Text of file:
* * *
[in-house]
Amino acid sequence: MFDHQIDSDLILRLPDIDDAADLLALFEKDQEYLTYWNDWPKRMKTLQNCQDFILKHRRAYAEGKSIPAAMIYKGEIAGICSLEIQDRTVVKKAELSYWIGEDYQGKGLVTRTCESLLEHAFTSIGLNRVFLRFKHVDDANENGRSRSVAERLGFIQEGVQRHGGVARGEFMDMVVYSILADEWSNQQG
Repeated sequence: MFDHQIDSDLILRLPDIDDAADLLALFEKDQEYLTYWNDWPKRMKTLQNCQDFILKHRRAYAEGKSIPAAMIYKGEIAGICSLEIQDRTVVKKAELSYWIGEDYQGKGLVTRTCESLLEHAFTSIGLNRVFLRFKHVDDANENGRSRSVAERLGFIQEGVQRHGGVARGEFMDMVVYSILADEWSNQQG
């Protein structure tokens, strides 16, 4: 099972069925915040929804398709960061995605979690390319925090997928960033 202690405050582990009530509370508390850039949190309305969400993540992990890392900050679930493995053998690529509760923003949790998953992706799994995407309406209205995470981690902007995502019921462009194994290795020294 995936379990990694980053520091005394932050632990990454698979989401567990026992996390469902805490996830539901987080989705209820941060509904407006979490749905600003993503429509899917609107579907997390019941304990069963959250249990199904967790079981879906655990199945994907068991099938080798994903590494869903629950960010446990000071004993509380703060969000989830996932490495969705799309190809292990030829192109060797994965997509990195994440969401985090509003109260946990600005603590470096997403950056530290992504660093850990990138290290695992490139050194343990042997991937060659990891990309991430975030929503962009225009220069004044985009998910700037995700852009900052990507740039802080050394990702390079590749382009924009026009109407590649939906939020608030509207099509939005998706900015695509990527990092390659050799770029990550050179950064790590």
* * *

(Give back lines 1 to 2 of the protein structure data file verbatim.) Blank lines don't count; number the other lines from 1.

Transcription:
[in-house]
Amino acid sequence: MFDHQIDSDLILRLPDIDDAADLLALFEKDQEYLTYWNDWPKRMKTLQNCQDFILKHRRAYAEGKSIPAAMIYKGEIAGICSLEIQDRTVVKKAELSYWIGEDYQGKGLVTRTCESLLEHAFTSIGLNRVFLRFKHVDDANENGRSRSVAERLGFIQEGVQRHGGVARGEFMDMVVYSILADEWSNQQG